Broke and alone in South Korea, North Korean defector Choi Hyun-ok is learning to cook and promote dishes from her homeland, hoping new skills will ease her way into life in a country where she has found refuge but has also been shunned.

The tired-looking 40-year-old, who declined to give her real name for fear of reprisals against her family still in the North, was a construction worker before fleeing a year ago.

But after three months in a government facility to help her adapt to life in the South, she got work in a restaurant only to find she was treated with suspicion because of her accent.

I was physically exhausted from my battle between life and death and fear of getting caught by the Chinese police before sneaking into the South Korean embassy in Beijing, she said.

After coming to the South, I was financially strapped after paying millions of won (thousands of dollars) to a broker who helped me escape.

But now she is part of a programme that on the face of it trains North Korean defectors like her to be ambassadors for the food of the North, to find them jobs -- and whose long-term goal is to train people who can help bridge cultural gaps between the two uneasy neighbours in the event that they one day reunite.

Over the last few decades, more than 20,000 North Koreans have fled from the world's most reclusive state for their southern neighbour. But as more have arrived in South Korea, there have been fewer job openings.

According to the North Korean Refugees Foundation, in 2010 nine percent of North Korean defectors in the South were jobless compared with just three percent of the wider population. About 63 percent of defectors stayed no longer than a year at one workplace, in some cases due to trouble adjusting.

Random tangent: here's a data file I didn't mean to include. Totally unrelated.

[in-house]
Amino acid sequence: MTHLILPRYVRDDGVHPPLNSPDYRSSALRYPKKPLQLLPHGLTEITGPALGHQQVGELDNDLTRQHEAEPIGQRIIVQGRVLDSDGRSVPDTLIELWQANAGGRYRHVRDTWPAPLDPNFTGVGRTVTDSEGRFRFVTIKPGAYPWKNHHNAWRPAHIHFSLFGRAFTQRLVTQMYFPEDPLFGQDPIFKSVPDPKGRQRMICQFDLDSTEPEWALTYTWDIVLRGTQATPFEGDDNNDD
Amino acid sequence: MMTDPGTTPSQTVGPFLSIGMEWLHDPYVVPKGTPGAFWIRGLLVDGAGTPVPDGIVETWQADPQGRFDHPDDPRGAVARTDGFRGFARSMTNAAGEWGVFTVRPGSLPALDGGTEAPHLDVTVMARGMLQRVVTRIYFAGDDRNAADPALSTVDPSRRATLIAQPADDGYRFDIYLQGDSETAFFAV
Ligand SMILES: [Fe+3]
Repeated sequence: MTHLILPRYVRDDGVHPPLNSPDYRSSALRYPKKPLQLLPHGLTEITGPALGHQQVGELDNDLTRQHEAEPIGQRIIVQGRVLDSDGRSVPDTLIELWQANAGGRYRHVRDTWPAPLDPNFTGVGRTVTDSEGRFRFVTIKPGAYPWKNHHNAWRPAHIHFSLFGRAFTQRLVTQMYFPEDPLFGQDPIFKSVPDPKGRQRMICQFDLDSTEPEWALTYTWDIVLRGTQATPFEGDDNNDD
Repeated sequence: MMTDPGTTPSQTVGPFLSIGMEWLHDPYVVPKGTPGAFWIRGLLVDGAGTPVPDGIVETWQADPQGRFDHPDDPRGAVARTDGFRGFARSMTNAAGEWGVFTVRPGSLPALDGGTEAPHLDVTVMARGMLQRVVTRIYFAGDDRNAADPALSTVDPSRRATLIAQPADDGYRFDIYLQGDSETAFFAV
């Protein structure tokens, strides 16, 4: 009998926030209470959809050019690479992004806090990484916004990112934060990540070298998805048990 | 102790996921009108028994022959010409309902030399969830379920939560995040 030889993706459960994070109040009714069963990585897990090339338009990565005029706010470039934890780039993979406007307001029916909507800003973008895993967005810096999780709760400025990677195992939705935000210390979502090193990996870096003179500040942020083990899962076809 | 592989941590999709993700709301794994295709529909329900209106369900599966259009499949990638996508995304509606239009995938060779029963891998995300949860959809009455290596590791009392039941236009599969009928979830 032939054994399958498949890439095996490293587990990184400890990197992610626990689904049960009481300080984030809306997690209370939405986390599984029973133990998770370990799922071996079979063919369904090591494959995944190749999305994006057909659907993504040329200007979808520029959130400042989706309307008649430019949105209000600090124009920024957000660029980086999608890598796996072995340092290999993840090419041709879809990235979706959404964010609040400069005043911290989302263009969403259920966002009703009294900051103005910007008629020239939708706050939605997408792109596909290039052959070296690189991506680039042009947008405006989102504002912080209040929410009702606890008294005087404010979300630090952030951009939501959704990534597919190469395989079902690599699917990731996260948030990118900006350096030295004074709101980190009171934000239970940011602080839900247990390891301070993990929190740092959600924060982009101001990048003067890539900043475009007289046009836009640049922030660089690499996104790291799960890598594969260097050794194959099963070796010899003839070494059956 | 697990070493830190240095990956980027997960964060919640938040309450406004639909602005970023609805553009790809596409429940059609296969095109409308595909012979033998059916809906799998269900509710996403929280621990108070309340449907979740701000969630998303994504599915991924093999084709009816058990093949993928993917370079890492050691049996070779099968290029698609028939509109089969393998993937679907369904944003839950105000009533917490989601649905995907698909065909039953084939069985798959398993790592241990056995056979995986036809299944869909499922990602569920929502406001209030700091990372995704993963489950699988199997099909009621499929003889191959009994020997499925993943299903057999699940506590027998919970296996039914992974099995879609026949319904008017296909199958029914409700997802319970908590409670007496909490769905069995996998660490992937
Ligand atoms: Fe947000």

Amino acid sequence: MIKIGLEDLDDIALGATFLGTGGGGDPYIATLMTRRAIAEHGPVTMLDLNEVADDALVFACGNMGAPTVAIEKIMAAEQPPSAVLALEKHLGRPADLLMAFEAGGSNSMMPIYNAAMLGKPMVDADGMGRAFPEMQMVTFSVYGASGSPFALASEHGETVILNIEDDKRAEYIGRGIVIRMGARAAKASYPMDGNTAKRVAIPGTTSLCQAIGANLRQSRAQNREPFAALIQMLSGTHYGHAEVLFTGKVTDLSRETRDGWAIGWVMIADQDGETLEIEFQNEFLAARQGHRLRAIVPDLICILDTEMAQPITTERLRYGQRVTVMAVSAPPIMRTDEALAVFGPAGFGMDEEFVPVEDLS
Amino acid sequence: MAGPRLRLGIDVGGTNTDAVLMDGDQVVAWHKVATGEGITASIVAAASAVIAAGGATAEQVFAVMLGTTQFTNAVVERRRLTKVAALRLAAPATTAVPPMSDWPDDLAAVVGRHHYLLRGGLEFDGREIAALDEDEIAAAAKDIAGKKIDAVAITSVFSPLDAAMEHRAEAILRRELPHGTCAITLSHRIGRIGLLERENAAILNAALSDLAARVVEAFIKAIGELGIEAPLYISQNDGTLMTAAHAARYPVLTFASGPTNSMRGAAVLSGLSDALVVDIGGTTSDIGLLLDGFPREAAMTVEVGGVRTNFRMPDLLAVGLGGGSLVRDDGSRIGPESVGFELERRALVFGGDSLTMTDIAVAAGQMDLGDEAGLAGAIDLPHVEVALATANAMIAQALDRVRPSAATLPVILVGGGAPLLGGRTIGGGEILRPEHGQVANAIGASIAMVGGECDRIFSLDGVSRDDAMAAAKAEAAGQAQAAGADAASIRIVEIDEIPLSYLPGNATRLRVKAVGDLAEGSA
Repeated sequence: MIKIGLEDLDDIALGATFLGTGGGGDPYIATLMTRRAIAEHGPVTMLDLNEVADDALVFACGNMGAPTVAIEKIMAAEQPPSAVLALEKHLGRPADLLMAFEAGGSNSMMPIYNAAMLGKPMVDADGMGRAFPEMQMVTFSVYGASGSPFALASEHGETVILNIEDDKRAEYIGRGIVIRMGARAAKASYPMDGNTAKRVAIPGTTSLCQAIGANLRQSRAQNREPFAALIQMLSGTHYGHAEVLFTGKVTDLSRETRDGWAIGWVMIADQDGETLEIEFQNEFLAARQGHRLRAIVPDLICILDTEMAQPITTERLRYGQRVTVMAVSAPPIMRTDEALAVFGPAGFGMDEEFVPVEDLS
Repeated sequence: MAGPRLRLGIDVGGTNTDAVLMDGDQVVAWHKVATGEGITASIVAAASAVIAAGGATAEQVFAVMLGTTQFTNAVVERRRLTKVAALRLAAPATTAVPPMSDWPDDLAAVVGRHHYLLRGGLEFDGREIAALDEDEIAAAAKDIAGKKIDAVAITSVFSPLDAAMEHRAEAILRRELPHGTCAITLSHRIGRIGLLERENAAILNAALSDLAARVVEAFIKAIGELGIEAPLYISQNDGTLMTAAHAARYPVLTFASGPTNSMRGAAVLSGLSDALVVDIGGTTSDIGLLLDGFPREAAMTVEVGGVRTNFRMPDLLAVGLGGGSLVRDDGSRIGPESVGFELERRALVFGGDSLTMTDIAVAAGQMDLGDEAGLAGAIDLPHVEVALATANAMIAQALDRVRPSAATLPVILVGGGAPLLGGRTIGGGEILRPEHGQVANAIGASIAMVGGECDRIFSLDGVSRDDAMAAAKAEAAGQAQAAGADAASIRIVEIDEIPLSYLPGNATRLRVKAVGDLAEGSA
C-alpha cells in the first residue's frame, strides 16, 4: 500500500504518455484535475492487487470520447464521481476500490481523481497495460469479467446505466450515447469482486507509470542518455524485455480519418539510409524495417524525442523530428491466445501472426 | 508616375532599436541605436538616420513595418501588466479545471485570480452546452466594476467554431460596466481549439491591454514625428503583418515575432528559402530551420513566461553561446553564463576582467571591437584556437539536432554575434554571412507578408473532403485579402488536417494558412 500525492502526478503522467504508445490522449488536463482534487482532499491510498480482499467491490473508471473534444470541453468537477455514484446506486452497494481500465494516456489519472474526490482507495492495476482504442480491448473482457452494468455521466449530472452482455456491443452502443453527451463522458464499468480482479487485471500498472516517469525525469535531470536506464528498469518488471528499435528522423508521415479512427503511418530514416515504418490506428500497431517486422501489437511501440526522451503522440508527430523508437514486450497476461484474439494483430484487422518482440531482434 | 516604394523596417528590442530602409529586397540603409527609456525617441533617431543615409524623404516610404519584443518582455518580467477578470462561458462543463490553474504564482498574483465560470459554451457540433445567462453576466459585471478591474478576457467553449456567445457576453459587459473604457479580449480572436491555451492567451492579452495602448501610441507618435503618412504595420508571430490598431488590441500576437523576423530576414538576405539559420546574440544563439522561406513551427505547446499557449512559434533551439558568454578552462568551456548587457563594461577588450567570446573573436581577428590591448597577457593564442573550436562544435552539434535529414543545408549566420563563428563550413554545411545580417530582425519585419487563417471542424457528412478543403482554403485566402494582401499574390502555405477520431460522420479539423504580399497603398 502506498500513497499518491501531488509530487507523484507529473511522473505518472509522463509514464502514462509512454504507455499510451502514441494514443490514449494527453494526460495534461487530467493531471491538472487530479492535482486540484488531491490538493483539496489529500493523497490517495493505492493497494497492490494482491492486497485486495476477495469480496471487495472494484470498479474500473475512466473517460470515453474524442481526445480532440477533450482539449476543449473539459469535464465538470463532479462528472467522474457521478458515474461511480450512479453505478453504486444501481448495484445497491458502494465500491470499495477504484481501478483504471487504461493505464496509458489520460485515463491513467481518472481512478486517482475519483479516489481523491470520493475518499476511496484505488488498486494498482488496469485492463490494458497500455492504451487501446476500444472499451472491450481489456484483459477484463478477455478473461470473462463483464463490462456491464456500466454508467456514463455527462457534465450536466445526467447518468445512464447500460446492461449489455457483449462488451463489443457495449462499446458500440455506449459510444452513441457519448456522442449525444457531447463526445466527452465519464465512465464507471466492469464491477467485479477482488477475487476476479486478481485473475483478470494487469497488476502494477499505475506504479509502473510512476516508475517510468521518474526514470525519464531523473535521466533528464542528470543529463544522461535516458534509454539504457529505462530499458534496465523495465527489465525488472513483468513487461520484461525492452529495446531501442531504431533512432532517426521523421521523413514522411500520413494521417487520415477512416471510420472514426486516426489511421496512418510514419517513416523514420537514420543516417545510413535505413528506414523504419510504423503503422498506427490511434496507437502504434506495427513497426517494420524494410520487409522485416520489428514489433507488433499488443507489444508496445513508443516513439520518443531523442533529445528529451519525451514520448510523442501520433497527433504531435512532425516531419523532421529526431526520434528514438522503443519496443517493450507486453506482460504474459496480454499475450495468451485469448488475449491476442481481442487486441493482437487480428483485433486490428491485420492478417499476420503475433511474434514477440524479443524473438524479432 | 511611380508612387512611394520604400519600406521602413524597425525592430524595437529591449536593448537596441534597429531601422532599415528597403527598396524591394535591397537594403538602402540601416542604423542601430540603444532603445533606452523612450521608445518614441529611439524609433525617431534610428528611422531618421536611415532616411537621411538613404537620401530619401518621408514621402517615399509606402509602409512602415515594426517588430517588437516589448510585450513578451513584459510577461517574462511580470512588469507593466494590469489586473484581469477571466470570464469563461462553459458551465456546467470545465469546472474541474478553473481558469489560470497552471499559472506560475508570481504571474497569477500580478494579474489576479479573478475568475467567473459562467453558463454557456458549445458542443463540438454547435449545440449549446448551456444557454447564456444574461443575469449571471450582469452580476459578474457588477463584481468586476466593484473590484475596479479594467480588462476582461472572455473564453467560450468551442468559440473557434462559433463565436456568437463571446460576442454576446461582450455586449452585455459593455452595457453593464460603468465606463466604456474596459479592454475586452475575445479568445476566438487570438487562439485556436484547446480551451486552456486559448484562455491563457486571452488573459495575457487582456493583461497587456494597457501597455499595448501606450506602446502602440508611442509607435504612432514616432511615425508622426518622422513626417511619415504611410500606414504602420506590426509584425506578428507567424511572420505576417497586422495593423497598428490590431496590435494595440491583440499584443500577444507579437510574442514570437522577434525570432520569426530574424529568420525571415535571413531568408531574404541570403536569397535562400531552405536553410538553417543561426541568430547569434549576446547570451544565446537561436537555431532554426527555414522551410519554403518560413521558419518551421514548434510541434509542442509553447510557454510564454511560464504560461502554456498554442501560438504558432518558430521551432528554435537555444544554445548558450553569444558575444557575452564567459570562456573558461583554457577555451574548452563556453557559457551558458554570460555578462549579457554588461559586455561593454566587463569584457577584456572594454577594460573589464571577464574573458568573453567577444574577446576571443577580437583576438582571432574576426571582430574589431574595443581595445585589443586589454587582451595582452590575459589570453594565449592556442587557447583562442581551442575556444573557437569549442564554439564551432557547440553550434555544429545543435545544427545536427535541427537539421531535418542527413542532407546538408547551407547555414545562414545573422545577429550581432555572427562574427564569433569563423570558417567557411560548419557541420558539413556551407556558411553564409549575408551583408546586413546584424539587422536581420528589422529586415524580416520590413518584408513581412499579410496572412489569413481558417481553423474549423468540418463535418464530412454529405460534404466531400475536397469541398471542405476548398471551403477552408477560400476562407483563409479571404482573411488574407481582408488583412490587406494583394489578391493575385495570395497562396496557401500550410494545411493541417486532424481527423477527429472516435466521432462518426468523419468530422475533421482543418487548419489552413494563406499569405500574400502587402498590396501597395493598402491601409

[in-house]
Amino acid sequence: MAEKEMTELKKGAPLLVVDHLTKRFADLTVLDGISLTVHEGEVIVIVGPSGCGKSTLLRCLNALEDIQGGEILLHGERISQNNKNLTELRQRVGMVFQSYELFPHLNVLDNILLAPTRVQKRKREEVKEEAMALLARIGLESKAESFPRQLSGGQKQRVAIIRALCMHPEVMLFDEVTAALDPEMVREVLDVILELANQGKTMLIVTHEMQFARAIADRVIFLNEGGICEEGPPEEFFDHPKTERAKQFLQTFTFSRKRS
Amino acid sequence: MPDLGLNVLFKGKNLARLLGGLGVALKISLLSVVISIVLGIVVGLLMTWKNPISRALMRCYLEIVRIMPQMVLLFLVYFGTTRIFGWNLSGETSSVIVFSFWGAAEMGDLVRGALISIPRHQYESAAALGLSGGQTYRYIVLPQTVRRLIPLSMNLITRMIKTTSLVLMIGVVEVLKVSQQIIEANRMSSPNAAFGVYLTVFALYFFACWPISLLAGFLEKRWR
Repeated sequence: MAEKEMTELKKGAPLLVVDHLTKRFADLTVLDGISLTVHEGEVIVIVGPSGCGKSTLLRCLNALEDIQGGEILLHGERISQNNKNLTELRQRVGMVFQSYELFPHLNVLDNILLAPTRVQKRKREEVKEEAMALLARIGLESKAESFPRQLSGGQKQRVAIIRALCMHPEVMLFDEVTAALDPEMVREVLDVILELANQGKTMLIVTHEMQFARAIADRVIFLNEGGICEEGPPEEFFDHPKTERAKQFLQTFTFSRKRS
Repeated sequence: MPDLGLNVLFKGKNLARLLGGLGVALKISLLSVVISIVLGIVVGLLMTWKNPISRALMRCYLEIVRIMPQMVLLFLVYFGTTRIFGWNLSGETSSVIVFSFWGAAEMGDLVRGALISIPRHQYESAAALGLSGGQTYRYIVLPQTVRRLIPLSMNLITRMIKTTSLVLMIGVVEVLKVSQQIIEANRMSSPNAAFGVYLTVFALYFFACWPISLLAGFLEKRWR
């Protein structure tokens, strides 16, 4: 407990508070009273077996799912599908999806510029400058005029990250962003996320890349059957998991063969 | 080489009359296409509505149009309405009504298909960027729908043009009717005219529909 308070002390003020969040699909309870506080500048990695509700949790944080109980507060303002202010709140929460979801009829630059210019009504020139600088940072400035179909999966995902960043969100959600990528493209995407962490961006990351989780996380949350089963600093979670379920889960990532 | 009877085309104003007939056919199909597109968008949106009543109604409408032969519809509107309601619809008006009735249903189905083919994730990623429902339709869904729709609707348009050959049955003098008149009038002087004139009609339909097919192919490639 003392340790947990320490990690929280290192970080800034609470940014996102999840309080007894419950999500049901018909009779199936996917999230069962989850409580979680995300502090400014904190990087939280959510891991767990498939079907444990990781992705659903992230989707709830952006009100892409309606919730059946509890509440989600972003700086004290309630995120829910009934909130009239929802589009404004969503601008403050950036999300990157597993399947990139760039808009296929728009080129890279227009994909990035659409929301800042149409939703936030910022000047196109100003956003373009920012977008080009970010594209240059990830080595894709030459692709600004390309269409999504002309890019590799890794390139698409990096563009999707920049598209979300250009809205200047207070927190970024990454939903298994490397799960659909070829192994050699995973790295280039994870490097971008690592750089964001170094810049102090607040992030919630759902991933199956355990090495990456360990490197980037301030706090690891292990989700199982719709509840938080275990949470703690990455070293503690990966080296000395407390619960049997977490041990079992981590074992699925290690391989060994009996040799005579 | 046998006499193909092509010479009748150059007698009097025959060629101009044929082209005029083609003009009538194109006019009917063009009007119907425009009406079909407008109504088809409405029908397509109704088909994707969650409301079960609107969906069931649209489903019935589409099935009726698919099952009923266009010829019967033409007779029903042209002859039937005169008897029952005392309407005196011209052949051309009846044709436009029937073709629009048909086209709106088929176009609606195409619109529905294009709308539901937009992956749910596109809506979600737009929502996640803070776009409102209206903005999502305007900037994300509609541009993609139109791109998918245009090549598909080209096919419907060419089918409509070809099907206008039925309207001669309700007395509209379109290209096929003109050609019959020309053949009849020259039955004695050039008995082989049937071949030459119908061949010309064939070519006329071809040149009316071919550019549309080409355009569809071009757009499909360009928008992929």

The free programme combines cooking lessons with practical support such as speech classes to help newcomers lose their accents, along with advice on negotiating life in the thoroughly modern South, where defectors have to grapple with mysteries such as cash machines, along with earning a living.

It's not just learning to cook, it's learning to stand up in front of other people, said Han Hyun-sook, another woman defector from the North getting the training.


For several months, Choi and 19 classmates have been learning how to make dishes such as Haeju-style bibimbap, a rice dish topped with vegetables. Northern food is less sweet than that of the south, and has more pickled items.

The mood in the class is light-hearted. When the students introduce themselves in speech class, they joke that they are still more comfortable with the bombastic style of speaking used on North Korean propaganda broadcasts.

South Korean people don't fully understand what we've been through, such as the desperate separation from our families, and insomnia, Choi said.

Lee Ae-ran, the programme organiser and a professor of nutrition at Kyungin Women's College, who herself was a defector, said that the training course had several goals.

Getting work is only the most obvious. If and when the two Koreas are eventually reunited, defectors may have a key role to play in bridging cultural gaps, she said.

Many people have only some narrow, unbalanced thoughts about North Korea -- that it is poor and its people are starving to death, said Lee, who defected to the South in 1997 and won the 2010 International Women of Courage award.

Experts said Lee's course was a good idea but even with the training, things would be tough for the new arrivals.

North Korean food is not that popular here now and many North Korean restaurants have already closed or are struggling, said Park Jung-ran, at the Unification Institute of Seoul National University.

They will need more financial support to back them up.

But the trainees are thankful and upbeat about their new lives.

Unlike the people in the North, who are deprived of education and job opportunities, this class has helped me change my thinking. It gives me a chance to succeed, said Choi.

(Editing by Elaine Lies and Robert Birsel)